> PH> [General accurate semantic interoperability] is not a viable goal
> > to seek. It is a fantasy, a dream.
> PC> Wow! PatH thinks that we will never be able to achieve a level of
> > interoperability that will "let people rely on the inferences drawn
> > by the computer"??!!
> That is not what he said. Computers have interoperated successfully
> for over half a century. But they only interoperate on specialized
> applications. That is exactly the same way that people interoperate.
> People have different specialties. You can't replace a chef with
> a carpenter or a plumber with an electrician.
> PC> I think that there is a community that wants the computers to be
> > as reliable as people in making inferences from data acquired from
> > remote systems...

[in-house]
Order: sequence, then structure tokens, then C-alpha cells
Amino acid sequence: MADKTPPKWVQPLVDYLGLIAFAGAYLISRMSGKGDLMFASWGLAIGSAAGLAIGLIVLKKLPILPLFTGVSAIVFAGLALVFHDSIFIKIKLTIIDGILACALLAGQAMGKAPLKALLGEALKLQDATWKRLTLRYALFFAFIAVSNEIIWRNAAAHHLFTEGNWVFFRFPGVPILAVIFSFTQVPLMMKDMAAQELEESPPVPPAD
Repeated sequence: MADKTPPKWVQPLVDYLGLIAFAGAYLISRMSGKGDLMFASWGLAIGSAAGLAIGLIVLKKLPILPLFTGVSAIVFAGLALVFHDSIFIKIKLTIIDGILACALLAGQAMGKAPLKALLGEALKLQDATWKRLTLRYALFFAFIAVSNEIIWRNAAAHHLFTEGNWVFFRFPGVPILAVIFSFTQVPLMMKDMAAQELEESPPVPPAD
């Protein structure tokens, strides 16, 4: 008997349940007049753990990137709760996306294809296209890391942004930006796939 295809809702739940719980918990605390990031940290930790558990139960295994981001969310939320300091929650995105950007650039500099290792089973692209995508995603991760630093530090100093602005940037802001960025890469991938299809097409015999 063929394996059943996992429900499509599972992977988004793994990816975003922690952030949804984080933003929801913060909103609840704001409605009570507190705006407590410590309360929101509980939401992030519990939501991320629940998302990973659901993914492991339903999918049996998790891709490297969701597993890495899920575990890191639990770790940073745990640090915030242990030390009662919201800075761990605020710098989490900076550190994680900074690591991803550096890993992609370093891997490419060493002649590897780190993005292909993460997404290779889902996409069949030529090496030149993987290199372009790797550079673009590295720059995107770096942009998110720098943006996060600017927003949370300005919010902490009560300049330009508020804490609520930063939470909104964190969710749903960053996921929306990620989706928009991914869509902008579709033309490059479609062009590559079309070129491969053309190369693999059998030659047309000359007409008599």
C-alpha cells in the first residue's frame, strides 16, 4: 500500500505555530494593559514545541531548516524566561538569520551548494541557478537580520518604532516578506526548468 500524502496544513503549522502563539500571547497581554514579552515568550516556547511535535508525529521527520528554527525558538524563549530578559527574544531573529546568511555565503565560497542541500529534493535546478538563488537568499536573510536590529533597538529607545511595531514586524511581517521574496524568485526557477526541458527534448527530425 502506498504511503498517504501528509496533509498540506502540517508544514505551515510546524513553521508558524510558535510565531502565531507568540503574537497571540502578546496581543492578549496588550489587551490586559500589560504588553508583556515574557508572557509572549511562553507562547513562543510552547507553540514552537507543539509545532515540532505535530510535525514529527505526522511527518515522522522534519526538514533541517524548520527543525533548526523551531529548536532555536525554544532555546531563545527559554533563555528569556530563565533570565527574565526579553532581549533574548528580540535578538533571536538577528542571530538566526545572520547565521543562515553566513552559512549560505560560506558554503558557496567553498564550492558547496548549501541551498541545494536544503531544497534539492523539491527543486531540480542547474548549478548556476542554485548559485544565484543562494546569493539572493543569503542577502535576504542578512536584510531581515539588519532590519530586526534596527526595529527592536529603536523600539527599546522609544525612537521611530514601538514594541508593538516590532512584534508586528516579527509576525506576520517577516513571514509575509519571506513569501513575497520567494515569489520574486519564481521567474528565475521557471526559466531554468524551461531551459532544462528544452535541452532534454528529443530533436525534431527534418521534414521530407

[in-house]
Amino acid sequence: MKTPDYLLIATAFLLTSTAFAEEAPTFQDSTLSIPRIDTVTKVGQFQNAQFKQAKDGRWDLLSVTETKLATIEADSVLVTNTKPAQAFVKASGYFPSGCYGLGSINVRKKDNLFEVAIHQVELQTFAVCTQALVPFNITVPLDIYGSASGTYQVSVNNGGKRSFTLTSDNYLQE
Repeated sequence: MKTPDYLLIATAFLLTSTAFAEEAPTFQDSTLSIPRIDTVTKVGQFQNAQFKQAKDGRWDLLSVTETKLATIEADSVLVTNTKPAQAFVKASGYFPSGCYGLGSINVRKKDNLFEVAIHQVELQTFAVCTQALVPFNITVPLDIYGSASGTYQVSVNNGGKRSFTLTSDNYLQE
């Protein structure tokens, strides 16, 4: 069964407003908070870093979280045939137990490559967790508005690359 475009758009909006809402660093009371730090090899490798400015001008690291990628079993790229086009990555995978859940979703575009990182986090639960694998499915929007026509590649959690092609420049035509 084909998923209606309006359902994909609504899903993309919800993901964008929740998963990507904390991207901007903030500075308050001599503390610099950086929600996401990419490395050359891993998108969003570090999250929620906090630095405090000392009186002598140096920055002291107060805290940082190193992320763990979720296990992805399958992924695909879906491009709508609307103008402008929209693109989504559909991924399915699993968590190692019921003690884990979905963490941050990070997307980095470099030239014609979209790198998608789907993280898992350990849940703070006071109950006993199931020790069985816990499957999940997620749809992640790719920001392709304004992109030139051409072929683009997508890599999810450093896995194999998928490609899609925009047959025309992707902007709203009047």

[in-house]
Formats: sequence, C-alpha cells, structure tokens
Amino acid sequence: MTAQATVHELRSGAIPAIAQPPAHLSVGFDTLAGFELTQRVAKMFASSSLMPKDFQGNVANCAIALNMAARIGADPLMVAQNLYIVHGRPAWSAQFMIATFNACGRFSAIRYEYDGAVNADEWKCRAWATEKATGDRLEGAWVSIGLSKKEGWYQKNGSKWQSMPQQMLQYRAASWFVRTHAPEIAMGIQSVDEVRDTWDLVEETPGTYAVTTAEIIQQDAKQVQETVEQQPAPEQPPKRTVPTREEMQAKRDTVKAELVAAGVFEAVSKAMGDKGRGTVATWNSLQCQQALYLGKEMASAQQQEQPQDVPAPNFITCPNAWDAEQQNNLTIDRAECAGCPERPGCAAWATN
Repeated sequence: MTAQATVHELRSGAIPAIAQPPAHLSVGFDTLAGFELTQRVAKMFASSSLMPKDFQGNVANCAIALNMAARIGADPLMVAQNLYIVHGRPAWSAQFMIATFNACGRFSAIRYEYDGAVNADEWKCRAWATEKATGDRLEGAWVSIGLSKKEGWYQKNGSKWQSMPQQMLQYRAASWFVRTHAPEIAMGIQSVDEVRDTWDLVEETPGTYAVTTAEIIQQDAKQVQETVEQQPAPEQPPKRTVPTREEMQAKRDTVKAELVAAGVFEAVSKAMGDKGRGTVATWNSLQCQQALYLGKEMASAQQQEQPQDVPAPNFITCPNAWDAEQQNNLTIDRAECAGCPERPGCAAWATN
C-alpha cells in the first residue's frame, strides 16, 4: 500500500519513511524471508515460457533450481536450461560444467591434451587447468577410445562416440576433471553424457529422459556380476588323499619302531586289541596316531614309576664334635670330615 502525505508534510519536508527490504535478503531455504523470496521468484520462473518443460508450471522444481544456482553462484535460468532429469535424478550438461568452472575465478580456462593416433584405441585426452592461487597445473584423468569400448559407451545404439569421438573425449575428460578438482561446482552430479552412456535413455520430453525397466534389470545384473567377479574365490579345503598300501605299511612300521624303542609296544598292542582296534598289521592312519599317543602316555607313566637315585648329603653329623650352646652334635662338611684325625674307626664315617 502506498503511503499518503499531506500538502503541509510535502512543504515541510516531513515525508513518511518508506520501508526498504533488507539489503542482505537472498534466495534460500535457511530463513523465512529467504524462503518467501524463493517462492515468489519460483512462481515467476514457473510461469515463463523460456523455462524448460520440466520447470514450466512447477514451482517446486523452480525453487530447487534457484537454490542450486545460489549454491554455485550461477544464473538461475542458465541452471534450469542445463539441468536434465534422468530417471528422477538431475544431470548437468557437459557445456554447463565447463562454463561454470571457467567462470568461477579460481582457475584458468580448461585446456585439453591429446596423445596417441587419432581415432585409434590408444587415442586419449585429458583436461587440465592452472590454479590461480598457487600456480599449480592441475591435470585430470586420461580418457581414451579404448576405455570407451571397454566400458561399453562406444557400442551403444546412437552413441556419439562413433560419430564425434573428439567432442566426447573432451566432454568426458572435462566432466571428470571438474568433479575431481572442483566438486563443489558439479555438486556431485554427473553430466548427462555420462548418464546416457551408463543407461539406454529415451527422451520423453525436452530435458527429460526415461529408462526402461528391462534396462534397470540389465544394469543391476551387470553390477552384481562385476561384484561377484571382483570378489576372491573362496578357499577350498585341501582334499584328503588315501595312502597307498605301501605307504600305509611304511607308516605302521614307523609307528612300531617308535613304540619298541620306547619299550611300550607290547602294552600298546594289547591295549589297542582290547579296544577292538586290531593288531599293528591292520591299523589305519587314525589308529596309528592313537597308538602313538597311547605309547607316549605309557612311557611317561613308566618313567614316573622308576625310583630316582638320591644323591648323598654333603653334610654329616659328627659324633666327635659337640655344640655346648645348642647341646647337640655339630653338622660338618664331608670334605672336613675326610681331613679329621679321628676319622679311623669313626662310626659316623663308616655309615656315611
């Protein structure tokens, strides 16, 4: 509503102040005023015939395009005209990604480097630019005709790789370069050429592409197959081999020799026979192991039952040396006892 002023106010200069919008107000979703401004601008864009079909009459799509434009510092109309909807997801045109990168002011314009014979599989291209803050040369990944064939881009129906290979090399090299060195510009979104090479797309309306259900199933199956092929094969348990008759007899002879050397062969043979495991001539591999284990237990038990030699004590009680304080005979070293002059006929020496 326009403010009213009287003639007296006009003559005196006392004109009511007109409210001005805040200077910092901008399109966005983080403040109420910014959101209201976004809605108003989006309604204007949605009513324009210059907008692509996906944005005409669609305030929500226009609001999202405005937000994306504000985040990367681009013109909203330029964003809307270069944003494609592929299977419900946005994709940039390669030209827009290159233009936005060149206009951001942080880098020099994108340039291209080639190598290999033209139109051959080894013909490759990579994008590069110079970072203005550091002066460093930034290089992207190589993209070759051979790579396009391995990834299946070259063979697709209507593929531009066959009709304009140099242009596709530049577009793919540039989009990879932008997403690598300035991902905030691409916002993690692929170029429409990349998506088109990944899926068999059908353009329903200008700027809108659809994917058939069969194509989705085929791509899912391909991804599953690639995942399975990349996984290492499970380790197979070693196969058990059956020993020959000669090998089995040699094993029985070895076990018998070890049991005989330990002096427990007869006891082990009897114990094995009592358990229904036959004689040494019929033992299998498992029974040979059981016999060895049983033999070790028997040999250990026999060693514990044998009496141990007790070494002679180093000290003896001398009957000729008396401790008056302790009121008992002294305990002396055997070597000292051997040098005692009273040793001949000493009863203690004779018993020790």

> Computer systems do that very well for fields they are designed for.
> You wouldn't hire a gardener to make an omelet or a chef to build
> a house. Don't expect computers to surpass human flexibility for
> a long, long time.
> PC> I am sure I haven't seen any demonstration of (or any evidence
> > for) the level of hopelessness PatH asserts...
> Pat Hayes understands computer reasoning systems very, very well.
> All the evidence supports his points, and there is not a single
> shred of evidence to support your hope-based fantasies.
> SB>> ... if you don't get the foundational ontology right first time,
> >> it is useless, because subsequent changes will invalidate all that
> >> has gone before.
> PC> I do agree that it is advisable to make the FO as complete as
> > possible at the earliest time, to avoid any changes and minimize
> > the chance of reducing the accuracy of interoperability.
> No large system is ever "right first time." Look at all the patches
> and revisions of every major computer program. IBM used the term
> 'functionally stabilized' as a euphemism for systems that were
> obsolete and no longer being maintained.
> The claim that an FO must be perfect at release 1.0 is just
> one more proof that it is a hopelessly unrealistic fantasy.